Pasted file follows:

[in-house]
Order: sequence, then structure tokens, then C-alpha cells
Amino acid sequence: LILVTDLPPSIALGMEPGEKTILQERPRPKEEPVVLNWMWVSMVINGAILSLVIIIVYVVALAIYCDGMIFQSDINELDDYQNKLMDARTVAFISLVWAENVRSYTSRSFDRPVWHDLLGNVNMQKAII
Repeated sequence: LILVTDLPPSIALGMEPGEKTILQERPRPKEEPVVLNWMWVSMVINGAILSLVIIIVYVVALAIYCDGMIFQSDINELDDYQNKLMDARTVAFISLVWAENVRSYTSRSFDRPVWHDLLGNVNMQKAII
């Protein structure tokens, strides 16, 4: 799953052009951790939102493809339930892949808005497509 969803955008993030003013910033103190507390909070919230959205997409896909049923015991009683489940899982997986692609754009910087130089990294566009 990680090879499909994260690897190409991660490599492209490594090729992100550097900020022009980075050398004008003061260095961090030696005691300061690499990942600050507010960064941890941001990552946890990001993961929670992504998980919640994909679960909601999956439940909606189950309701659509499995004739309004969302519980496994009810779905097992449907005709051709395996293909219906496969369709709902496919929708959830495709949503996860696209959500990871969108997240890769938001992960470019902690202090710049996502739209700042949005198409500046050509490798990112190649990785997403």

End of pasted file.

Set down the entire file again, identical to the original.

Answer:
[in-house]
Order: sequence, then structure tokens, then C-alpha cells
Amino acid sequence: LILVTDLPPSIALGMEPGEKTILQERPRPKEEPVVLNWMWVSMVINGAILSLVIIIVYVVALAIYCDGMIFQSDINELDDYQNKLMDARTVAFISLVWAENVRSYTSRSFDRPVWHDLLGNVNMQKAII
Repeated sequence: LILVTDLPPSIALGMEPGEKTILQERPRPKEEPVVLNWMWVSMVINGAILSLVIIIVYVVALAIYCDGMIFQSDINELDDYQNKLMDARTVAFISLVWAENVRSYTSRSFDRPVWHDLLGNVNMQKAII
């Protein structure tokens, strides 16, 4: 799953052009951790939102493809339930892949808005497509 969803955008993030003013910033103190507390909070919230959205997409896909049923015991009683489940899982997986692609754009910087130089990294566009 990680090879499909994260690897190409991660490599492209490594090729992100550097900020022009980075050398004008003061260095961090030696005691300061690499990942600050507010960064941890941001990552946890990001993961929670992504998980919640994909679960909601999956439940909606189950309701659509499995004739309004969302519980496994009810779905097992449907005709051709395996293909219906496969369709709902496919929708959830495709949503996860696209959500990871969108997240890769938001992960470019902690202090710049996502739209700042949005198409500046050509490798990112190649990785997403």